ERIS guest lecture: MIMOSA

Version lg mimosa

ERIS guest lecture: MIMOSA

The numerical model MIMOSA allows to understand and predict the dynamics of the wind, vortex and the transport of air masses in the polar stratosphere (high altitude, 12-25 km). This package will use MIMOSA maps to make understandable these notions.

The troposphere

To understand how the earth’s atmosphere behaves, look at the temperature of the air and its variation as a function of altitude, called the temperature profile. The figure below shows the air temperature as a function of altitude from the ground up to 35 km.

Knowing that warm air always tends towards the colder, less dense mass of air above it, an air mass of 0 to 10 km goes up.

The air in this part of the atmosphere will therefore be constantly stirred, mixed with all the altitudes, rising it cools and mixes with the rest. Similarly, cold air descends and warms up.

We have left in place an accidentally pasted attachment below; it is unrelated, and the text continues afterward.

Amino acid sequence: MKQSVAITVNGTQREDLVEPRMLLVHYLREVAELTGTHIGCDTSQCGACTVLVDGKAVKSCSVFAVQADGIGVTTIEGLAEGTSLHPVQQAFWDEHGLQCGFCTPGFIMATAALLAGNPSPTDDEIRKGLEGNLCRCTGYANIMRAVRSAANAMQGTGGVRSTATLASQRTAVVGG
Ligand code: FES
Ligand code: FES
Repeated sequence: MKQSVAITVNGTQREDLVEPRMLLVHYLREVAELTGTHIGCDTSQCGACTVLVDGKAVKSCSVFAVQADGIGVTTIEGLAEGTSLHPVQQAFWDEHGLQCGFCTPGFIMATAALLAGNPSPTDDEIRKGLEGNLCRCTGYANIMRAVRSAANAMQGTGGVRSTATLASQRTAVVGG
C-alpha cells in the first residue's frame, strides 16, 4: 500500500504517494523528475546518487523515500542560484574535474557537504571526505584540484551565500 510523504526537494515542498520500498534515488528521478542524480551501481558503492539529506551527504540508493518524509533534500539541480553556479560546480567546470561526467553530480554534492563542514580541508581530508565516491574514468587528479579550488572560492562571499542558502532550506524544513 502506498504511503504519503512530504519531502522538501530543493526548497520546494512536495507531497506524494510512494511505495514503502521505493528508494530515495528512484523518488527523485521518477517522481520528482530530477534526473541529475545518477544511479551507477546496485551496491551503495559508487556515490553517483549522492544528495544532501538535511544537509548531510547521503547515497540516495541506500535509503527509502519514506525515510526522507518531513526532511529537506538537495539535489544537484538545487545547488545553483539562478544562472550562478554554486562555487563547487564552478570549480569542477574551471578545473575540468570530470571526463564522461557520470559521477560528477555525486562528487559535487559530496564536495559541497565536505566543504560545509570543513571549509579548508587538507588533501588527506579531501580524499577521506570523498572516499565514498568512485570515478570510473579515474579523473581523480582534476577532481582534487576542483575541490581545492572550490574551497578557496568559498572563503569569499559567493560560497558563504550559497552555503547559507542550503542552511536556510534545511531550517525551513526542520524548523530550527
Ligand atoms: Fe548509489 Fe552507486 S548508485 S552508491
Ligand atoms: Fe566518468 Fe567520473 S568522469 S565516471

This part of the atmosphere is called the troposphere.

The stratosphere

The upper part of the temperature profile is different (from 10 to 35 km of altitude): the temperature increases with altitude. A mass of air will not be tempted to rise, it will remain at its level and it creates layers of atmosphere with identical thermal properties, strata, hence the name stratosphere for this part of the atmosphere. In a stratum, the air can mix with the neighboring air masses with the same properties (horizontally, therefore without passing over a layer of the bottom or top).

The intermediate part is called the tropopause and indicates the end of the troposphere and the beginning of the stratosphere, with intermediate properties.

MIMOSA is a model that follows the movement (dynamics) of the air masses in the stratosphere to study its evolution. Since these air masses do not mix with the air masses from below or above, MIMOSA can follow the evolution of these air masses over several days.

In the Arctic, in winter (polar night) the stratosphere in addition to not being able to mix vertically, will be caught in a vortex, the polar vortex that will prevent it from mixing with neighboring air masses to create a vortex or vortex Arctic polar. Our task will be to understand the behavior of this vortex.